• The City will guarantee health care for all City residents by 2021. NYC Care, launching in summer 2019, will connect thousands of New Yorkers who are ineligible for health insurance to reliable care. Once fully implemented, anyone will be able to access comprehensive care across NYC Health + Hospitals’ more than 70 locations. Priced on a sliding scale to ensure affordability, NYC Care will provide access to primary care, specialty care, prescription drugs, mental health services, hospitalization, and more. See more in Healthy Lives
  • The Mayor’s Office for Economic Opportunity is contributing funding to a study in new york city and three other cities testing the impact of a child allowance on child development and other family effects. This study will build on prior research that associates higher family income with children’s brain development, including those regions implicated in language and executive functions.
  • The City will convene a task force to study the impact of automation on the future of work and workers, including its impact on working New Yorkers, potential to be harnessed for growth and opportunity, and strategies to prepare for and respond to both of these effects.

In addition to these expanded income and benefit models, the City is working to improve the experience of applying for and receiving benefits and services. This work includes promoting expanded online access, increased collaboration across agencies, and using human-centered design for programs and processes.

Addressing the Racial Wealth Gap

Nationally, the race-based wealth inequality gap is widening. Between 1983 and 2013 the wealth of median black and Hispanic households decreased by 75 percent and 50 percent respectively, while median white household wealth rose by 14 percent. To address the racial wealth gap, New York City is working to build a more inclusive economy to generate enduring prosperity for businesses, workers, and historically marginalized communities. Through targeted programs, policies, and capital products, the Office of M/WBE has helped the City award $10 billion in contracts to M/WBEs, and more than doubled the utilization rate of M/WBEs across City Agencies since 2015, helping to increase community wealth in place. The City will continue to support programs to drive business innovation and community-wealth generation at the leading edge of social and economic change.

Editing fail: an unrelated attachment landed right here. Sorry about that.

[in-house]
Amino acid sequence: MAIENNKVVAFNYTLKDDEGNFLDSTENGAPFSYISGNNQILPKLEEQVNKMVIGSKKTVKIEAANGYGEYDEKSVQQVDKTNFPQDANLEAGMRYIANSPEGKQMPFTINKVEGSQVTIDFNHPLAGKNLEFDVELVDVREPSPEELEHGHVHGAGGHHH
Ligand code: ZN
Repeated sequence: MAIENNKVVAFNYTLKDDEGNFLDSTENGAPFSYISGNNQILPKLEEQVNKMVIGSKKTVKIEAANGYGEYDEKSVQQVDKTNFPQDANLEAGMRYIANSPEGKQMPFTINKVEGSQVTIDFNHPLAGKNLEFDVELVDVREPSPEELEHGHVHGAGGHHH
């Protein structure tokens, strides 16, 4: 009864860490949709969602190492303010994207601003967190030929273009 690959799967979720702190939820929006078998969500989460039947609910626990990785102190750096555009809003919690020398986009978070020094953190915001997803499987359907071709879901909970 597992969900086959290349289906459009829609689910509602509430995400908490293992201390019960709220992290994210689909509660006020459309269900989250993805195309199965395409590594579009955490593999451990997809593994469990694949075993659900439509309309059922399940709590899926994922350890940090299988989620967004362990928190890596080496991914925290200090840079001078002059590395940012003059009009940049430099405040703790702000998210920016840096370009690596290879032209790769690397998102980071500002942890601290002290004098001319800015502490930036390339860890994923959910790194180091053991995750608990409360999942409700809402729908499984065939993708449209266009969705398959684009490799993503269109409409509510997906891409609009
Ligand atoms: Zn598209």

Bar graph displaying racial disparities between median household wealth.

Address High Living Costs and Debt Loads

In addition to promoting wage growth, the City is committed to mitigating expenses that create burdens for residents, especially vulnerable populations. Housing costs are often the biggest expense for residents, and rising rents can mean rising evictions. To lower the risk of eviction, we will strengthen tenant protections, expand vouchers to higher-opportunity neighborhoods, increase counselling assistance for voucher holders, ensure homeless shelters provide safe and livable homes, and continue to promote successful programs, such as the City’s Rent Freeze Program, which helps seniors and individuals with disabilities freeze their rents (see more in Thriving Neighborhoods).

The City is also influencing the national, state, and local debate regarding the student debt crisis. In 2019, the Department of Consumer and Worker Protection will publish a series of research, policy, and public-awareness proposals.

As the population of New York City ages, families often struggle to meet the high costs of care to seniors. Additionally, many adults, often seniors, care for children or individuals with disabilities. A recent study by the Department of the Aging estimated that New York City is home to about 1 million unpaid caregivers taking care of family members. The City will explore responses to these findings to support families and caregivers in the decades ahead.